1.5kw is 1500 watts. 15x 100-watt bulbs. Most electric stoves can draw 10kw(100x light bulbs) if the oven and all top units are on highest setting during the initial warm-up. Electric clothes dryers have 4kw(40x bulbs) heaters that cycle on and off during a drying period that can last 30minutes to an hour if you overload. Electric water heaters may have one or 2 elements at 4kw each, but only one element is on at a time. It is the most consistent power-user in most households throughout the year. 3-ton central air systems will draw 3- 4kw including compressor and air circulation unit. The good thing is that electrical power is still relatively cheap considering the amount of work done. Here in SC it is about 10 cents per kwh plus a base rate of 9-10 dollars per month. A kilowatt hour is equal to using 1kw(10x 100watt bulbs) continuously for 1 hour. I would hate to pedal a bicycle generator for 10cents per hour and try to generate a Kwh. In spite of what you may have heard, look for ways to improve the high-power consuming devices first, then working through to computers, televisions, and other lower consuming devices. The average household uses approximately 1000 kilowatt hours or 1 million watt-hours per month.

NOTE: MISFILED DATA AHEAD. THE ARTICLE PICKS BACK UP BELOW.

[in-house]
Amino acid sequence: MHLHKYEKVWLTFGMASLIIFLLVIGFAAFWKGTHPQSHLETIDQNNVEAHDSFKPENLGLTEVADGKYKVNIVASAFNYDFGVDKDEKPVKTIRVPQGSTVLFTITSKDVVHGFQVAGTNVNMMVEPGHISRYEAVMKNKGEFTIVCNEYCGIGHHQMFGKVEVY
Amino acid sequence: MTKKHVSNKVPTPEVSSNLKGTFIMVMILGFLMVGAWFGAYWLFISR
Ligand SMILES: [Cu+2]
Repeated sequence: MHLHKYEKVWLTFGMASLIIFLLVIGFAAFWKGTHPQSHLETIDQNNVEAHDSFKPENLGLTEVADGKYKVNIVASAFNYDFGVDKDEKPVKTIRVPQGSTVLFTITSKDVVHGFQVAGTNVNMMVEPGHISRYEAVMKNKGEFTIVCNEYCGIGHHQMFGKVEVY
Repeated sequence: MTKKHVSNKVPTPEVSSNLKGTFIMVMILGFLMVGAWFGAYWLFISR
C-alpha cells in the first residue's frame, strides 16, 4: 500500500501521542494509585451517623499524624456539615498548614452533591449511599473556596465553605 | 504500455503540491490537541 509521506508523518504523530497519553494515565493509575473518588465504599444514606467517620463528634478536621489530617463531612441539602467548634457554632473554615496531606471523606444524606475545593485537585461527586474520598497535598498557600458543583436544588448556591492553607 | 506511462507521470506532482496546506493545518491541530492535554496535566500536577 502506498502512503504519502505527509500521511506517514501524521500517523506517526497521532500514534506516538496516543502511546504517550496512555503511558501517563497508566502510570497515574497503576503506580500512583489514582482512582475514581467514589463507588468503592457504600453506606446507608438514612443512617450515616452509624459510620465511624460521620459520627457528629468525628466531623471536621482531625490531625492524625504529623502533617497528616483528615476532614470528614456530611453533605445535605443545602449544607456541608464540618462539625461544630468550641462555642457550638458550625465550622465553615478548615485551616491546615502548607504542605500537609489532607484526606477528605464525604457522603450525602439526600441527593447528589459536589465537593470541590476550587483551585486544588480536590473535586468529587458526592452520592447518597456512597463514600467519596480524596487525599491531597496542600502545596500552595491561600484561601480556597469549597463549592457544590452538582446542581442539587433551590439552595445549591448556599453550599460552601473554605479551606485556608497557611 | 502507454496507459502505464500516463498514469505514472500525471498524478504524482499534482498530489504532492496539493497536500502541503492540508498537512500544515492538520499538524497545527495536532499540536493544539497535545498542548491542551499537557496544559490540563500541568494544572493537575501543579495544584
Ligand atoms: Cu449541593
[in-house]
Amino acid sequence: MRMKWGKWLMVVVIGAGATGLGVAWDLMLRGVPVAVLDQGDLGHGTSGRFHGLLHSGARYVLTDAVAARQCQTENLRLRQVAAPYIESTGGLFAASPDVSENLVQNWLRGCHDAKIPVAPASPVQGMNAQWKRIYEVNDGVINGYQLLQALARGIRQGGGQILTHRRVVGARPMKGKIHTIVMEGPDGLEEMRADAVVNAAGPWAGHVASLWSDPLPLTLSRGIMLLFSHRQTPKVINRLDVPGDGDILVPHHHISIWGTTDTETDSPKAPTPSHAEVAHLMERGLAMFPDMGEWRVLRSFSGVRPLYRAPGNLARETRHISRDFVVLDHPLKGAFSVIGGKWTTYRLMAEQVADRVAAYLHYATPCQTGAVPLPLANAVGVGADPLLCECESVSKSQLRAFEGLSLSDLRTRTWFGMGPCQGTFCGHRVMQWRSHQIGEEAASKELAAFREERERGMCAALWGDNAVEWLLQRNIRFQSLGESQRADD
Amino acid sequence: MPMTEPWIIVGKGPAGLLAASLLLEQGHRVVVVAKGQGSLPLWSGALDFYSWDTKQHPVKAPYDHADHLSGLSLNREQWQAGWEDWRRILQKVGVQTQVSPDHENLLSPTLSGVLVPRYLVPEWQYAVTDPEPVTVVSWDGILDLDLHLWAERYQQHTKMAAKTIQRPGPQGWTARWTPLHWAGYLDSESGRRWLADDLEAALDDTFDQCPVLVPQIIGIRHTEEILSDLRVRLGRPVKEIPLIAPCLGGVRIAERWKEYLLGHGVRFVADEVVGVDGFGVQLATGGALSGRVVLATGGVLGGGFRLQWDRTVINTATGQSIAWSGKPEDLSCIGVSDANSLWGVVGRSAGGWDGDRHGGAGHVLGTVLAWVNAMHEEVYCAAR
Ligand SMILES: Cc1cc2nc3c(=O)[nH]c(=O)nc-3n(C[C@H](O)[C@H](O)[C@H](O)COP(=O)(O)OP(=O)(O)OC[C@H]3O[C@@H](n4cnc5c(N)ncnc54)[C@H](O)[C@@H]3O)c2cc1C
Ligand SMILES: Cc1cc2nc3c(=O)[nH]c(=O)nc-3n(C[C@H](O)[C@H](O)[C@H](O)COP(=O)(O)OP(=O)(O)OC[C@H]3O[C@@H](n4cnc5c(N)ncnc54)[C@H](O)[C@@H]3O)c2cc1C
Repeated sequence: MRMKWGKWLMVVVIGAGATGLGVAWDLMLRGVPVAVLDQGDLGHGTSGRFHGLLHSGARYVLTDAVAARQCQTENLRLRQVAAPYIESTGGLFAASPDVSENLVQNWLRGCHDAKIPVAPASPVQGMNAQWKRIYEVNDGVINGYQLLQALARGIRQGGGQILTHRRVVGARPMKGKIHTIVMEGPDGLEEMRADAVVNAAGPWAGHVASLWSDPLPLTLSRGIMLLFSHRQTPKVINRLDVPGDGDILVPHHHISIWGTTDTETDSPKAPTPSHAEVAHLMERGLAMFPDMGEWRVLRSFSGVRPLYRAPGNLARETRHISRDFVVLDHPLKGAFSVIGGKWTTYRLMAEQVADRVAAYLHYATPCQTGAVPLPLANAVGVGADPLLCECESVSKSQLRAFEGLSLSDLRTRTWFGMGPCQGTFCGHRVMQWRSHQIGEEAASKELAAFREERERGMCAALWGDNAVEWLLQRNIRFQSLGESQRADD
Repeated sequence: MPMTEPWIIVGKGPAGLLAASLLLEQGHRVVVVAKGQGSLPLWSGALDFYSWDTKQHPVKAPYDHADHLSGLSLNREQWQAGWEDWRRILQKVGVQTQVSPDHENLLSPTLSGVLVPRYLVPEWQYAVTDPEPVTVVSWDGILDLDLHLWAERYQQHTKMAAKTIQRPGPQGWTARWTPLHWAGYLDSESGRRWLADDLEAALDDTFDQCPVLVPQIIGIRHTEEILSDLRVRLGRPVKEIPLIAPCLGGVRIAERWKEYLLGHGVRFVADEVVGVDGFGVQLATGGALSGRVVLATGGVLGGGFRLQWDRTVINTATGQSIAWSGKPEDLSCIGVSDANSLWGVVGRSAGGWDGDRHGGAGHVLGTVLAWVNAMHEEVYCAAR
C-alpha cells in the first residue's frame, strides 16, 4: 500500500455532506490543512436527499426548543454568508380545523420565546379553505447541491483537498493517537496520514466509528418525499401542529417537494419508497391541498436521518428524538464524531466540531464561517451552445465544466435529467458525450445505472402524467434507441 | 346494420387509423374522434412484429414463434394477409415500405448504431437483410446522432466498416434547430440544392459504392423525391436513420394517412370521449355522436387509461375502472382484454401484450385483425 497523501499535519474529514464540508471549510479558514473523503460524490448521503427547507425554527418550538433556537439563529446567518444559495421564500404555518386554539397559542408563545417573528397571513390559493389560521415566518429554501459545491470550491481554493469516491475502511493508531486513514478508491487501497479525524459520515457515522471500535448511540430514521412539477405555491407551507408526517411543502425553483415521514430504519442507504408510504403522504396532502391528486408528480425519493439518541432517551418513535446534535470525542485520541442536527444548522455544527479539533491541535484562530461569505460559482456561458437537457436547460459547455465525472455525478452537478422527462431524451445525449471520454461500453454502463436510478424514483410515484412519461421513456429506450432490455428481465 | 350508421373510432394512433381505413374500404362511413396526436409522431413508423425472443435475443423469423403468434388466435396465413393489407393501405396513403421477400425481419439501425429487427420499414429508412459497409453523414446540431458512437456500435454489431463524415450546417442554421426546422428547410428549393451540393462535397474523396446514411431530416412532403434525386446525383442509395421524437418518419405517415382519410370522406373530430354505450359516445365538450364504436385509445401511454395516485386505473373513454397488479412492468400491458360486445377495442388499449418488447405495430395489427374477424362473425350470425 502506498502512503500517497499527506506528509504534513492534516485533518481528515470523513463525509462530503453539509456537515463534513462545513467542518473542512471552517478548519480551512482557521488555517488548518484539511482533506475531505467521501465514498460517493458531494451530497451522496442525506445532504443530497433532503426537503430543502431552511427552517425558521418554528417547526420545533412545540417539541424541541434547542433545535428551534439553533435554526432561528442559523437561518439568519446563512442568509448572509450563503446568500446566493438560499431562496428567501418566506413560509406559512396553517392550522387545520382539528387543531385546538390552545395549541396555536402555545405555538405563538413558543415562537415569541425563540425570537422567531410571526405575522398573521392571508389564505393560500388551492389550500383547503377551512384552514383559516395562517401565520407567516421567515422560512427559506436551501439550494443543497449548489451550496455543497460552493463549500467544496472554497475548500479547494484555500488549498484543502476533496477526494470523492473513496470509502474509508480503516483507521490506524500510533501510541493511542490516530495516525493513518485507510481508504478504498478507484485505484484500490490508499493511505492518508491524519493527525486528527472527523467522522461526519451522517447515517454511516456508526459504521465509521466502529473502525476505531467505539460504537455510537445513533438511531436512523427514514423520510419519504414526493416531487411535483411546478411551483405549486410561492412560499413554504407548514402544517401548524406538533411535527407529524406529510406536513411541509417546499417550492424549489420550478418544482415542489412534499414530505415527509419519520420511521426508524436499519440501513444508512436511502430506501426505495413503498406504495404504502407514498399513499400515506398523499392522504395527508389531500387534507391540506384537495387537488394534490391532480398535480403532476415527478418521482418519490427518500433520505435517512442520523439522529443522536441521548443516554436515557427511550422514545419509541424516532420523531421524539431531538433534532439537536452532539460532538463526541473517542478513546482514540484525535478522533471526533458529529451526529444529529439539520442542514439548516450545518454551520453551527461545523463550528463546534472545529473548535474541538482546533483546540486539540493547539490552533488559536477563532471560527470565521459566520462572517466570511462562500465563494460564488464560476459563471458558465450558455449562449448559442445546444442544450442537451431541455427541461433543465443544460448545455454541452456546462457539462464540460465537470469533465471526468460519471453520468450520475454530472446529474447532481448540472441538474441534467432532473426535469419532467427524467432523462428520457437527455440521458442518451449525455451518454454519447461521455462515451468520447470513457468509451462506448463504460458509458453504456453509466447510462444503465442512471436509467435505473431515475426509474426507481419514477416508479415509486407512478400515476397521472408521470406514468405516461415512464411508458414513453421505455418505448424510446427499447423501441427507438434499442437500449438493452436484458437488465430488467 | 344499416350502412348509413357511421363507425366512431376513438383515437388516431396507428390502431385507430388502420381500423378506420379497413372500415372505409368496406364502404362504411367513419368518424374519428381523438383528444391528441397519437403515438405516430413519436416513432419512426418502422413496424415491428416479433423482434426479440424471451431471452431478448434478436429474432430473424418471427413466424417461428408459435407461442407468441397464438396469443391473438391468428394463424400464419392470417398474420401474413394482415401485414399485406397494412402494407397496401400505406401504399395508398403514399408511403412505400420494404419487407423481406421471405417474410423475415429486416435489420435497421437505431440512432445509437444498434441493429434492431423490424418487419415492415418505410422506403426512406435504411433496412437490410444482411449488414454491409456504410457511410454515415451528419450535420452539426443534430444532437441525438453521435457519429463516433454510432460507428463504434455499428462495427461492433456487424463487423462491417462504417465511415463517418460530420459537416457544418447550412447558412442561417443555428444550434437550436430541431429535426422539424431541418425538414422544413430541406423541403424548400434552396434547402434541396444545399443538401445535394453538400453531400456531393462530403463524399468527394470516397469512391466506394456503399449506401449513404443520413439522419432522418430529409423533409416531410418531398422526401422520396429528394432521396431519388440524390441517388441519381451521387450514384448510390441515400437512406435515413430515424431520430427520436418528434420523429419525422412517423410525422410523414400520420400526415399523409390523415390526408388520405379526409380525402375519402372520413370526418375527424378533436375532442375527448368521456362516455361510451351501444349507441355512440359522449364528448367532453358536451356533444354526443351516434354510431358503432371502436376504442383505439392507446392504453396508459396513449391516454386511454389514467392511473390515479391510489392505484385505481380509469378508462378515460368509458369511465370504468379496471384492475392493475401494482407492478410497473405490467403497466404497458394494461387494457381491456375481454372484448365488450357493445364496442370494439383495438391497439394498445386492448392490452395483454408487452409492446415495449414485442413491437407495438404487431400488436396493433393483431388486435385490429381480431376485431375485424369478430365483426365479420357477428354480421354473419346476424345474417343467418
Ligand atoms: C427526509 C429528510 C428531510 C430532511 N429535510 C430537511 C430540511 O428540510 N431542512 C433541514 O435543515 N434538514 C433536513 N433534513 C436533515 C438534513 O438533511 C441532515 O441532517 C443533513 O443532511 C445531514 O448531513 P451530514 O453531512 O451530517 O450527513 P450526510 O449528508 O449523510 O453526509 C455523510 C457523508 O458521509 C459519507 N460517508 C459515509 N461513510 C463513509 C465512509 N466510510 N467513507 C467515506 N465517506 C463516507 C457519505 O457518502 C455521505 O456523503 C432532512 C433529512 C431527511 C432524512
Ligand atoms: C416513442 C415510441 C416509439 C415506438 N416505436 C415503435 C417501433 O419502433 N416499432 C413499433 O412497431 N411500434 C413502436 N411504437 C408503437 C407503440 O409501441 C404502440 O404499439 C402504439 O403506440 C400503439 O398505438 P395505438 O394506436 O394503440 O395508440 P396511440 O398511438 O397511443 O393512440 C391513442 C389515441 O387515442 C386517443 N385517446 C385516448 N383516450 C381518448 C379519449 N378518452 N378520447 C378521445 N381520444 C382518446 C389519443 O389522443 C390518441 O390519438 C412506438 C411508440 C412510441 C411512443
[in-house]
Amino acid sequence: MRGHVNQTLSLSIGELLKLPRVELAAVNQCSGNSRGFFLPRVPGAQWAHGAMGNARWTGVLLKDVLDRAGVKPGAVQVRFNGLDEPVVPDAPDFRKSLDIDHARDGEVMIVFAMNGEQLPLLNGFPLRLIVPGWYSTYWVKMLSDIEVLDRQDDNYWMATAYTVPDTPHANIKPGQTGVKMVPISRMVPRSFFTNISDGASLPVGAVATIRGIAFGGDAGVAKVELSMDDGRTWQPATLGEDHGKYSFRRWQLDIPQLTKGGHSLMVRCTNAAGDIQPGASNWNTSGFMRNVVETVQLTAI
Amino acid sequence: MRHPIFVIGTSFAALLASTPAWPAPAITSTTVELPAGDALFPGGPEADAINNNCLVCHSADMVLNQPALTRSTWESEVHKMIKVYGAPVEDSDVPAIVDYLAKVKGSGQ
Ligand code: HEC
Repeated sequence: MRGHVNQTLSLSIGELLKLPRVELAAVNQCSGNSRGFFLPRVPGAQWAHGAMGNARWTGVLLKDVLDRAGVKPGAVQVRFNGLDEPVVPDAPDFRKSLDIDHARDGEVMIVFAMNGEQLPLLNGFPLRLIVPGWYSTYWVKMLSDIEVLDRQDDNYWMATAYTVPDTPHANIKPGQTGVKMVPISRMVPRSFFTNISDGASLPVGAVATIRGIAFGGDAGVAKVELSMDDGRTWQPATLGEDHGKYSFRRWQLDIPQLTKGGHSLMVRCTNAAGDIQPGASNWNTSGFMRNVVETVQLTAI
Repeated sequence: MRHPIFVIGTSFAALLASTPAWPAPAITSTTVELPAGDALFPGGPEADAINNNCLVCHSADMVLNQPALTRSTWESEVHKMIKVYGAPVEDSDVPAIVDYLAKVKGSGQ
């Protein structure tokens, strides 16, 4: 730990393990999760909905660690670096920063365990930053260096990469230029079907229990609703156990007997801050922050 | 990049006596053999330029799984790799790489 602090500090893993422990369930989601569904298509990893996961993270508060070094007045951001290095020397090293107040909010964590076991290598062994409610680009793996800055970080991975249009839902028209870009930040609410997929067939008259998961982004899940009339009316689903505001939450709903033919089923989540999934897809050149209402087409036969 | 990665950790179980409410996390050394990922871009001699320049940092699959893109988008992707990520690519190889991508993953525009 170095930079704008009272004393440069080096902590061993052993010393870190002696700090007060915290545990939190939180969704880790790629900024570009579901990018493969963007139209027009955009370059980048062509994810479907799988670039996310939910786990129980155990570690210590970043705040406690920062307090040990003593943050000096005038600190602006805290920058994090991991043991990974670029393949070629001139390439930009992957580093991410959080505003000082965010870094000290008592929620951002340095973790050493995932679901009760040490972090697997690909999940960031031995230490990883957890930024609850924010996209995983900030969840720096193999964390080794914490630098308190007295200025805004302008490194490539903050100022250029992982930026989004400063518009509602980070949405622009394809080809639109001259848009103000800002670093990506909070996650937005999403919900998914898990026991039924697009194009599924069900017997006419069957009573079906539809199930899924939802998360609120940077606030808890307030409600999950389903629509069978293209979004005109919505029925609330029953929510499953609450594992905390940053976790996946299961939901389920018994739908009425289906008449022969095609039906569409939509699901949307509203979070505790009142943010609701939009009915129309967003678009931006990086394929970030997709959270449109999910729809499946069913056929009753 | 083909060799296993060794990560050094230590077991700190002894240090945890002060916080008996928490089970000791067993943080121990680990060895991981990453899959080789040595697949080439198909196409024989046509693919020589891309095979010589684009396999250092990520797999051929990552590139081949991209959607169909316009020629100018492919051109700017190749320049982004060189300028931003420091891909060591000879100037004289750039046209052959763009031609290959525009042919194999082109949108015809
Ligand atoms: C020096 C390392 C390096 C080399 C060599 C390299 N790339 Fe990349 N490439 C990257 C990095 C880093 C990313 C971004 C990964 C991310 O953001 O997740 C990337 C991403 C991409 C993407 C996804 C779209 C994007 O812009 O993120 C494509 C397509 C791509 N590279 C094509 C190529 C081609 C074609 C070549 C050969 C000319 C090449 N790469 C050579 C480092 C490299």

1.5kw is 1500 watts. 15x 100-watt bulbs. Most electric stoves can draw 10kw(100x light bulbs) if the oven and all top units are on highest setting during the initial warm-up. Electric clothes dryers have 4kw(40x bulbs) heaters that cycle on and off during a drying period that can last 30minutes to an hour if you overload. Electric water heaters may have one or 2 elements at 4kw each, but only one element is on at a time. It is the most consistent power-user in most households throughout the year. 3-ton central air systems will draw 3- 4kw including compressor and air circulation unit. The good thing is that electrical power is still relatively cheap considering the amount of work done. Here in SC it is about 10 cents per kwh plus a base rate of 9-10 dollars per month. A kilowatt hour is equal to using 1kw(10x 100watt bulbs) continuously for 1 hour. I would hate to pedal a bicycle generator for 10cents per hour and try to generate a Kwh. In spite of what you may have heard, look for ways to improve the high-power consuming devices first, then working through to computers, televisions, and other lower consuming devices. How many kilowatts does the average American household use? The average household uses approximately 1000 kilowatt hours or 1 million watt-hours per month. 1.5kw is 1500 watts. 15x 100-watt bulbs. Most electric stoves can draw 10kw(100x light bulbs) if the oven and all top units are on highest setting during the initial warm-up. Electric clothes dryers have 4kw(40x bulbs) heaters that cycle on and off during a drying period that can last 30minutes to an hour if you overload. Electric water heaters may have one or 2 elements at 4kw each, but only one element is on at a time. It is the most consistent power-user in most households throughout the year. 3-ton central air systems will draw 3- 4kw including compressor and air circulation unit. The good thing is that electrical power is still relatively cheap considering the amount of work done. Here in SC it is about 10 cents per kwh plus a base rate of 9-10 dollars per month. A kilowatt hour is equal to using 1kw(10x 100watt bulbs) continuously for 1 hour. I would hate to pedal a bicycle generator for 10cents per hour and try to generate a Kwh. In spite of what you may have heard, look for ways to improve the high-power consuming devices first, then working through to computers, televisions, and other lower consuming devices. Photovoitaics (PV) is the direct conversion of light into electricity. Certain materials, like silicon, naturally release electrons when they are exposed to light, and these electrons can then be harnessed to produce an electric current. Several thin wafers of silicon are wired together and enclosed in a rugged protective casing or panel. PV panels produce direct current (DC) electricity, which must be converted to alternating current (AC) electricity to run standard household appliances. An inverter connected to the PV panels is used to convert the DC electricity into AC electricity. The amount of electricity produced ¡s measured in watts (W). A kilowatt (kW) is equal to 1,000 watts. A Megawatt (MW) is equal to 1,000,000 Watts or 1,000 Kilowatts. The amount of electricity used over a given period of time is measured in kilowatt-hours (KWh) The amount of energy from the sun that falls on Earth's surface is enormous. All the energy stored in Earth's reserves of coal, oil, and natural gas is matched by the energy from just 20 days of sunshine. Outside Earth's atmosphere, the sun's energy contains about 1,300 watts per square meter. About one-third of this light is reflected back into space, and some is absorbed by the atmosphere (in part causing winds to blow). By the time it reaches Earth's surface, the energy in sunlight has fallen to about 1,000 watts per square meter at noon on a cloudless day. Averaged over the entire surface of the planet, 24 hours per day for a year, each square meter collects the approximate energy equivalent of almost a barrel of oil each year, or 4.2 kilowatt-hours of energy every day. Deserts, with very dry air and little cloud cover, receive the most sun—more than six kilowatt-hours per day per square meter. Northern climates, such as Boston, get closer to 3.6 kilowatt-hours. Sunlight varies by season as well, with some areas receiving very little sunshine in the winter. Seattle in December, for example, gets only about 0.7 kilowatt-hours per day. It should also be noted that these figures represent the maximum available solar energy that can be captured and used, but solar collectors capture only a portion of this, depending on their efficiency. For example, a one square meter solar electric panel with an efficiency of 15 percent would produce about one kilowatt-hour of electricity per day in Arizona. Solar power is the conversion of sunlight into electricity, either directly using photovoltaics (PV), or indirectly using concentrated solar power (CSP). Concentrated solar power systems use lenses or mirrors and tracking systems to focus a large area of sunlight into a small beam. Photovoltaics convert light into electric current using the photoelectric effect.[1] Large solar power array Descriptions/Examples: Commercial concentrated solar power plants were first developed in the 1980s. The 354 MW SEGS CSP installation is the largest solar power plant in the world, located in the Mojave Desert of California. Other large CSP plants include the Solnova Solar Power Station (150 MW) and the Andasol solar power station (150 MW), both in Spain. The over 200 MW Agua Caliente Solar Project in the United States, and the 214 MW Charanka Solar Park in India, are the world’s largest photovoltaic plants. Photovoltaic systems (PV system) use solar panels to convert sunlight into electricity. A system is made up of one or more solar photovoltaic (PV) panels, an AC/DC power converter (also known as an inverter), a racking system that holds the solar panels, and the interconnections and mounting for the other components. A small PV system may provide energy to a single consumer, or to an isolated device like a lamp or a weather instrument. Large grid-connected PV systems can provide the energy needed by many customers. Pictures: USA vs. Europe in the Solar power acquisition YOUR opinion of solar cells vs. wind power Wind power This stunning installation built on an old industrial site in Austin, TX is made up of 15 flower-like solar photovoltaic panels that soak up the sun's rays to generate a steady stream of renewable energy and provide shade. The flowers collect energy during the day to power the installation's blue LED lights at night. This amazing structure brings solar technology into a context of art, beauty and architecture. On a sunny day, the solar panels will be able to generate up to 10 MW of electrical power for the local community. In addition to generating renewable energy, the structure will also shelter visitors from the hot sun. Paint on your solar power. Solar paint entails a nanoscale mixture of photovoltaic components that can be painted or sprayed on to any number of surfaces to create cheap, efficient solar cells. Research on this technology is still in its infancy, but we love the huge potential for creative applications. Harnessing the sun for energy is not a new idea by any means. As early as the fourth century B.C.E. the Greek philosopher Socrates set forth a number of principles for passive solar design, including orienting buildings in ways to utilize the sun’s heat in the winter and to minimize its impact in the summer.